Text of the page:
Traditional Catholic Homeschooling

My mother had her teachers credentials from Illinois, but only taught philosophy for a short time at Toronto University before she married my dad.  She also was trained in the Montessori school paradigm.  She strongly believed that each child learns differently and at a different pace.  She also did not believe children were to start studying till they were in 1st. Grade and that they would catch up very quickly when they are older.

IMG_4862A few of the 17 Children, 2 more were adopted after I moved out.  

Once she married my dad, she stayed at home and homeschooled us through grammar school, way before it was allowed or popular.  In order to not get in trouble in those days with the school district, since we were not in school, my mother would advertise as a private school and have other children come and study with us.  No one ever studied with us.  I then went to Catholic high school for 3 years and finished at the public high school.  From there I studied 2 years at Cabrillo College and graduated from Carleton University in Ottawa Ontario Canada.

Since there were 17 of us children to start with, and my dad was working, my mother had to organize all the studying, (and most of the time it was very disorganized).  We also traveled a great deal, (twice lived in Mexico building schools for the poor and another time in Fowler building a Catholic Church), so it helped that we were homeschooled.  Nevertheless, the routine was pretty much always being disrupted, as many on you who are homeschooling now see happen all the time.  Life is just one big succession of interruptions.  

We older children helped the younger children do their reading and math.  I remember a lot of homemade flash cards with math and vocabulary on them.  I also remember that I learned mostly on my own working in the workbooks.  So what I am getting at is that children survive fine in chaotic homeschooling environments because they are basically smart.  But that is if you will not allow them to waste their time on TV, Video games and computers.  They learn to play, but not to read, write or add.  We were never allowed this.Common-Core

Today, the morals, the immodest dressing, the homosexual agenda in and the common core curriculum in the public schools, makes Catholic homeschooling seem to be the only option, (other than a good Catholic school, which is very rare today).  But even there, many do not teach Catholic teachings and you also have the huge added expense of tuition.  1917 Canon law had that all parishes were to have parochial schools.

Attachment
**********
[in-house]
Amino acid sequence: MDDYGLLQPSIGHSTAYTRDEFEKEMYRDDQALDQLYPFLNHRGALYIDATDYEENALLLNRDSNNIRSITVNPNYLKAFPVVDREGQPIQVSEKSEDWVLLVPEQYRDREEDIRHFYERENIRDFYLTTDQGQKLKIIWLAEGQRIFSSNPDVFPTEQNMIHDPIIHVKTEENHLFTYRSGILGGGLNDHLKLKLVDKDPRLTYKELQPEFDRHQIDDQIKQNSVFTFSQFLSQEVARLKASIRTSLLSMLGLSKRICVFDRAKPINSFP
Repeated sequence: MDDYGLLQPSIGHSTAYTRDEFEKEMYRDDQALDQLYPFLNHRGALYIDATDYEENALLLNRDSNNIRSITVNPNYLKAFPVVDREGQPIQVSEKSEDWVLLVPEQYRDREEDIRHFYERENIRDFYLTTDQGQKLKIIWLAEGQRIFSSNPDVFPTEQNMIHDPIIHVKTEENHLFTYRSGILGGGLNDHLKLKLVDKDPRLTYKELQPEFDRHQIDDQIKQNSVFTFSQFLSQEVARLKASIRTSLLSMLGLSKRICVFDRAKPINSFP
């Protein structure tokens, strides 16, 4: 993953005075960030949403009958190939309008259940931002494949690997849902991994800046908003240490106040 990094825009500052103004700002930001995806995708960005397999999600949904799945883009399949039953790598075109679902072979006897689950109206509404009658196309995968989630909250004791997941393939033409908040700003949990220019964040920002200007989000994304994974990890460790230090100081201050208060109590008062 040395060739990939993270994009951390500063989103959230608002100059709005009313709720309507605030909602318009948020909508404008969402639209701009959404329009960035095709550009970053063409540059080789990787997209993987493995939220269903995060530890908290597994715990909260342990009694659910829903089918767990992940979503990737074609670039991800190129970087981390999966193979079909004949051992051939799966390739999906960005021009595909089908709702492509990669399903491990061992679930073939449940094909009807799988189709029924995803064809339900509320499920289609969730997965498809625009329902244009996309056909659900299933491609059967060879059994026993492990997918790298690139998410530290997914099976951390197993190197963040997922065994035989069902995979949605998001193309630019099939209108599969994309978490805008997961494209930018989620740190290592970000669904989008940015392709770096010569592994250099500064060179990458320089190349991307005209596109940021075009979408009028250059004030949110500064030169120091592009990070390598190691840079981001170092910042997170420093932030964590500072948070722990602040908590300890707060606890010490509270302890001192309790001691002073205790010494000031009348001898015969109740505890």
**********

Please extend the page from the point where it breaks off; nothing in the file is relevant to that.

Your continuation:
Many orthodox people do Charter School homeschooling because it is free, the books are free and they also get money for extra-curriculum activities.  There is also a limited amount of supervision by the charter school staff, so that the busy mothers do not have as much to do.  But the text books are from the public school and they will soon have common core as part of the education.  And in this system, there are no Catholic religion classes or Catholic material in the other areas of learning, like reading and history.

Many families avoid Catholic homeschooling because the programs and  books cost money and the parents have more of the responsibility to make sure their children are keeping up with the assigned school work.  But in these Catholic courses, there are religion classes, always going deeper and better with each grade.  They also have Catholic themes in all other subjects as well.  For this reason the Catholic homeschooling programs are the best option, as costly and difficult they may be.world

Many mothers are concerned about public schools and would like to homeschool their children, but are afraid to do it, because of all the responsibility and they feel that they are not educated or qualified enough to be able to teach their children.  Although they are rightfully concerned about the responsibility and their lack of knowledge, this should not stop them from homeschooling.  Many of their children are not learning to read or write or do math at their public schools right now anyway.  Many of the children in public schools are way behind.  Better save their souls than be able to teach them perfectly.